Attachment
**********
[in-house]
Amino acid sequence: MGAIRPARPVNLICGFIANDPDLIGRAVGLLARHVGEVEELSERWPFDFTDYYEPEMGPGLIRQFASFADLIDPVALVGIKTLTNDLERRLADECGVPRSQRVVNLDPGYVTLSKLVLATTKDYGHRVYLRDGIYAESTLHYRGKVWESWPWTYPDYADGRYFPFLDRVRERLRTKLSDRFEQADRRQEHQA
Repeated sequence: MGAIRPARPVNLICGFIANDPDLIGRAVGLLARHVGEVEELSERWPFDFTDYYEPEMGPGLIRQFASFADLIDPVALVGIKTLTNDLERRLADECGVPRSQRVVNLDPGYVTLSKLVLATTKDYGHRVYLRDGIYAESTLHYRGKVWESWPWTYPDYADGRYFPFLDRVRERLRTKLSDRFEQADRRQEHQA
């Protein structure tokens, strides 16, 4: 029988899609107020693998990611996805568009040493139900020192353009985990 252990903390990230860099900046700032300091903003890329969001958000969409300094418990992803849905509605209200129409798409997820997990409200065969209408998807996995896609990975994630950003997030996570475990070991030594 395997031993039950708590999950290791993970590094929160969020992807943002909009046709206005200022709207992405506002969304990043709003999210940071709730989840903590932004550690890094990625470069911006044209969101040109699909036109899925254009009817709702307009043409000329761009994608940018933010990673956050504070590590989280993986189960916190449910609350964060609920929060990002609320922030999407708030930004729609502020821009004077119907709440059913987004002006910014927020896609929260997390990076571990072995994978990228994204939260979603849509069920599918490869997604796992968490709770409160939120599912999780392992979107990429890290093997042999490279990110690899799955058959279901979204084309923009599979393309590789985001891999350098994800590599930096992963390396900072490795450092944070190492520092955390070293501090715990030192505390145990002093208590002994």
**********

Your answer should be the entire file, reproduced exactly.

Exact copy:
[in-house]
Amino acid sequence: MGAIRPARPVNLICGFIANDPDLIGRAVGLLARHVGEVEELSERWPFDFTDYYEPEMGPGLIRQFASFADLIDPVALVGIKTLTNDLERRLADECGVPRSQRVVNLDPGYVTLSKLVLATTKDYGHRVYLRDGIYAESTLHYRGKVWESWPWTYPDYADGRYFPFLDRVRERLRTKLSDRFEQADRRQEHQA
Repeated sequence: MGAIRPARPVNLICGFIANDPDLIGRAVGLLARHVGEVEELSERWPFDFTDYYEPEMGPGLIRQFASFADLIDPVALVGIKTLTNDLERRLADECGVPRSQRVVNLDPGYVTLSKLVLATTKDYGHRVYLRDGIYAESTLHYRGKVWESWPWTYPDYADGRYFPFLDRVRERLRTKLSDRFEQADRRQEHQA
């Protein structure tokens, strides 16, 4: 029988899609107020693998990611996805568009040493139900020192353009985990 252990903390990230860099900046700032300091903003890329969001958000969409300094418990992803849905509605209200129409798409997820997990409200065969209408998807996995896609990975994630950003997030996570475990070991030594 395997031993039950708590999950290791993970590094929160969020992807943002909009046709206005200022709207992405506002969304990043709003999210940071709730989840903590932004550690890094990625470069911006044209969101040109699909036109899925254009009817709702307009043409000329761009994608940018933010990673956050504070590590989280993986189960916190449910609350964060609920929060990002609320922030999407708030930004729609502020821009004077119907709440059913987004002006910014927020896609929260997390990076571990072995994978990228994204939260979603849509069920599918490869997604796992968490709770409160939120599912999780392992979107990429890290093997042999490279990110690899799955058959279901979204084309923009599979393309590789985001891999350098994800590599930096992963390396900072490795450092944070190492520092955390070293501090715990030192505390145990002093208590002994």